Honda said during Tuesday’s council meeting, the decision was difficult.

“If I vote no tonight that doesn’t mean I might not vote yes in two weeks,” she said before Tuesday’s vote. “I have a lot more things I need to be looking at in the next two weeks to make this work for me.”

Moore agreed that the decision was hard.

“The easier thing to do … is to do what is politically right and certainly vote no on this just to save my seat, but, at the end of the day … we have a big decision to make,” he said.

Moore said he would like the city to host a town hall meeting as the council discusses the 2019-20 budget in coming months.

“I want to be able to have an environment where the public can ask questions to us and have their needs met,” he said.

Tran said, in the two months since joining the council, he has learned a lot about the city, which led him to change his stance on the utility tax.

“Sitting in here knowing that city staff are underpaid [and] overworked, I cannot possibly ask them to work more with less,” he said. “I am going to vote yes. If that only earns me one term on this council, so be it, but I need to make the right decision.”

In the two weeks following the Feb. 20 study session, Ariwoola said he received a number of questions from council members regarding other possible solutions to the deficit, including reducing staff or finding efficiencies in the way city business is conducted.

During Tuesday’s meeting, several department heads – including public works, community development, parks, police and information technology – addressed the council about their staffing situations, stating they are doing more with fewer employees than before the recession.

“The challenge is you could cut staff,” Public Works Director Marwan Salloum said. “You could cut the budget, but you are losing services, and that is what you need to evaluate: Are we able to lose services? You could shift priorities and tell us what you want done, and we will do it. You are not going to get everything done for the budget that you have today.”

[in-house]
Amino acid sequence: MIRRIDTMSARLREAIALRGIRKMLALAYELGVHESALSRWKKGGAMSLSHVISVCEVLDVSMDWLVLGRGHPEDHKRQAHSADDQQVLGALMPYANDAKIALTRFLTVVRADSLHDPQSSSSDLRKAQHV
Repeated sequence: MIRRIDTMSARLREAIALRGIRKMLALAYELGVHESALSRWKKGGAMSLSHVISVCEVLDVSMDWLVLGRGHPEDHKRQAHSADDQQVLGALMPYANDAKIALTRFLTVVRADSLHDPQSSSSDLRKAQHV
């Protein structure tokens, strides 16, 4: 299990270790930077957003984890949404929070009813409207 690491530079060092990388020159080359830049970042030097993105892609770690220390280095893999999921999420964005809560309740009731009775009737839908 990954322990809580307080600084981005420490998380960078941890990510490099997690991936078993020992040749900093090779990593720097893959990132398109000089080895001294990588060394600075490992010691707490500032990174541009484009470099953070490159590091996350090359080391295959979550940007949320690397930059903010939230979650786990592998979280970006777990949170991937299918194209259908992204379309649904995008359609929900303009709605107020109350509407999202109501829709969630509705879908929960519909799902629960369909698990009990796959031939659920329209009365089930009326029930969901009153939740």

Concerns over utility tax

Tim McClain, president of the Lakehaven Board of Commissioners, told the council, if Lakehaven and the city worked together in good faith, another option may be presented other than imposing a utility tax.

“If our efforts and corroboration are successful, we would avoid all the expense and unnecessary antagonism that can be the natural by-products of conflict,” he said. “I think the citizens of this city are owed the efforts to make the most of an opportunity to find a cooperative solution.”

Johnson suggested the city schedule a meeting with Lakehaven before the March 20 council meeting.

Lakehaven General Manager John Bowman said Wednesday morning that the district questions the legality of the proposed utility tax and has been considering its options and consulting legal counsel.

“We have always been operating that they could not do that,” he said of the city imposing the tax. “We really have to look closely at that. They seem to feel they can at this point.”

Deputy City Attorney Mark Orthmann told the council Tuesday, the proposed utility tax was “statutorily authorized.”

He said more than 150 cities in the state have taxes on water and sewer utilities.

“This is a very robust source of revenue that many cities throughout the state already take advantage of,” he said.

There are some water and sewer customers in the city served by Tacoma Public Utilities who currently pay a utility tax, Ariwoola said. If Federal Way approves its utility tax, the fees collected by Tacoma Public Utilities will go to Federal Way, he said.